For me the most interesting part of the novel is its portrayal of Beck. As the object of Joe’s affection, Beck is placed on a pedestal and held at arm’s length. We come to know her primarily through her emails and texts, which Joe gains access to in one of the book’s least plausible moments. The result, however, is that we have unfiltered access to Beck’s point of view – or at least the one that she shares with the other people in her life. Shockingly enough, she’s also not a nice person. I struggled to rationalize my feelings for the poor girl as she slowly but surely succumbs to Joe’s games because there were a lot of times that Beck, while undeserving of Joe’s “affection”, certainly doesn’t abide by the traditional standards of a damsel in distress. In so many other tales she would be a lovely, honest girl who exhibits symptoms of All-American Girl syndrome. Instead Beck is a bit reprehensible: she’s also a liar and a cheat. She’s shallow and materialistic. Hell, she’s even a bad friend and (worst of all) a truly terrible Twitter user. It’s almost refreshing that Beck isn’t perfect because it complicates the power dynamic between stalker and victim – the romance of the logline can be construed because in reality the pair kinda sorta deserve each other.
One of the take-aways from the novel is a wry observation about modern dating and how much to share (and with whom) on social media. You is as much a cautionary tale as it is a character study. The book is essentially a contrast in approaches to pursuing what you want in life. Beck waffles throughout You, making a variety of bad decisions and harming everyone in her life. Joe commits just as many sins, but somehow manages to win us over (to a certain extent) with his single-minded pursuit of what he wants. In many ways he’s the character you want to root for, until you realize that doing so means hoping he’s successful in manipulating, murdering and abducting a young woman. It’s complicated…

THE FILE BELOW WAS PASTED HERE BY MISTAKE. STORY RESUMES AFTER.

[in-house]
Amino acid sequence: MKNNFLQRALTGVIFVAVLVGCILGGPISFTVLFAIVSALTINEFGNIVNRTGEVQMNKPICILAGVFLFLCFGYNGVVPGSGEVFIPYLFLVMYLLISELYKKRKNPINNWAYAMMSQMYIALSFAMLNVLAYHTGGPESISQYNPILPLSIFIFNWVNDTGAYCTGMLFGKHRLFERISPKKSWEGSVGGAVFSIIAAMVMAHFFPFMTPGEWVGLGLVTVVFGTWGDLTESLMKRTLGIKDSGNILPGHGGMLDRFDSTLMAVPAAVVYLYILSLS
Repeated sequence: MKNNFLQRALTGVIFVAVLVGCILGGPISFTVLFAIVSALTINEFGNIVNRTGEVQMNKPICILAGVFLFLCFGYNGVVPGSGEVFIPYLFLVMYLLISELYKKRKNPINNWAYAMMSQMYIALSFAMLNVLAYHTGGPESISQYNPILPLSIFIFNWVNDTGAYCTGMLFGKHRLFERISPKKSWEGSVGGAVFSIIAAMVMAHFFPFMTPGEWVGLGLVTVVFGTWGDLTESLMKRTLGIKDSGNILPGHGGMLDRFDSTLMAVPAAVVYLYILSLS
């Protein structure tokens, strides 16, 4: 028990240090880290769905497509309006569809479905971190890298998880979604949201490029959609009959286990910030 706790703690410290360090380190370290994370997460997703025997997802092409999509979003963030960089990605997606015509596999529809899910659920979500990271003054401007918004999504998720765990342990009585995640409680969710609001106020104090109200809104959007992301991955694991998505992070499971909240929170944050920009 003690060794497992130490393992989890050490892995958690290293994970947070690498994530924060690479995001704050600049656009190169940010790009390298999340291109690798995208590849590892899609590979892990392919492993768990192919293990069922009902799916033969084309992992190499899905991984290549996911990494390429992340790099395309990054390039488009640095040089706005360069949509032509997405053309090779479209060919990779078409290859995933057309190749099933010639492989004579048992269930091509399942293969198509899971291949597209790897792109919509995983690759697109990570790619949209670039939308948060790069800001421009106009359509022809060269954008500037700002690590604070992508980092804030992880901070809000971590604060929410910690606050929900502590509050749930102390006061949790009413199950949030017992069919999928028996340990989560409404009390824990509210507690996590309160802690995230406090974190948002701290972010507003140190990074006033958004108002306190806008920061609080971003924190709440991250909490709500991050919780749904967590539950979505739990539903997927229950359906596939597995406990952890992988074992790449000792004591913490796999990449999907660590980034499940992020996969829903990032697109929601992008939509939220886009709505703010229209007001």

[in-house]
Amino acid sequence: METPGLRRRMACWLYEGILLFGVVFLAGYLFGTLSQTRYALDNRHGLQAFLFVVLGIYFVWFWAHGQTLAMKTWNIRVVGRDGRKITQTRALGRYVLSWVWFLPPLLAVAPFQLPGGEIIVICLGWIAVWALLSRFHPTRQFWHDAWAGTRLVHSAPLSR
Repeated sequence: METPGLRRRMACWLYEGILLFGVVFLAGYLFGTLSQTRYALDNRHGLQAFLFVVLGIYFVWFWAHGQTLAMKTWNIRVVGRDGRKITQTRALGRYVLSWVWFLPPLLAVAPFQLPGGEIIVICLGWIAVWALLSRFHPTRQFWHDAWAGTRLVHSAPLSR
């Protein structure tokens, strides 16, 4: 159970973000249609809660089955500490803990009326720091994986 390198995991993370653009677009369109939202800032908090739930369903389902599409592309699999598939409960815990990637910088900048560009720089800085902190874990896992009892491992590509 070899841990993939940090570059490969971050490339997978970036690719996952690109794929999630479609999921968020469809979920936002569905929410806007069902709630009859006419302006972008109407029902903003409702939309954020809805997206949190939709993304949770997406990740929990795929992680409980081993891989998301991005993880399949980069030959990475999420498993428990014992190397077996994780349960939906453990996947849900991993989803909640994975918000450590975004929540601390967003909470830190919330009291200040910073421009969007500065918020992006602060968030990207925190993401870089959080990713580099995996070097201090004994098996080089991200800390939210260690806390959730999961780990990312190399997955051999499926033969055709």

It’s tempting to unpack the twists and turns in greater detail, but it is better to discover the book for yourself. You is a fun, nasty little thriller that does indeed brandish a (twisted) romantic side and it is fast paced enough that you can knock it back in a weekend. What more can you ask for as we prepare for the chillier weather of fall?
- If you just read the plot description of Kepnes’ tale, you might mistake it for a a run of the mill James Patterson-style mystery thriller. Although they share similar genre tropes, Joe would probably commit a murder if he knew his tale was being equated with pulpy mass-marketed books like Patterson’s. (Dan Brown, however, he might accept).
- My favourite aspect of the book are the increasingly unhinged series of tweets that Joe fakes to disguise the disappearance of a character. Hashtags have never been so inappropriate.
- While I did really enjoy the book, I’ll clarify that You isn’t perfect (the final “obstacle” lags more than it should). With that said, I do think that the ending is a huge talking point and I’ll be interested to see what people think of it. Can it can be construed as a “happy ending”? I’m still mulling it over…
You is available in-store and online now. Thanks to NetGallery and Atria/Emily Bestler Books for granting me early access in exchange for a review.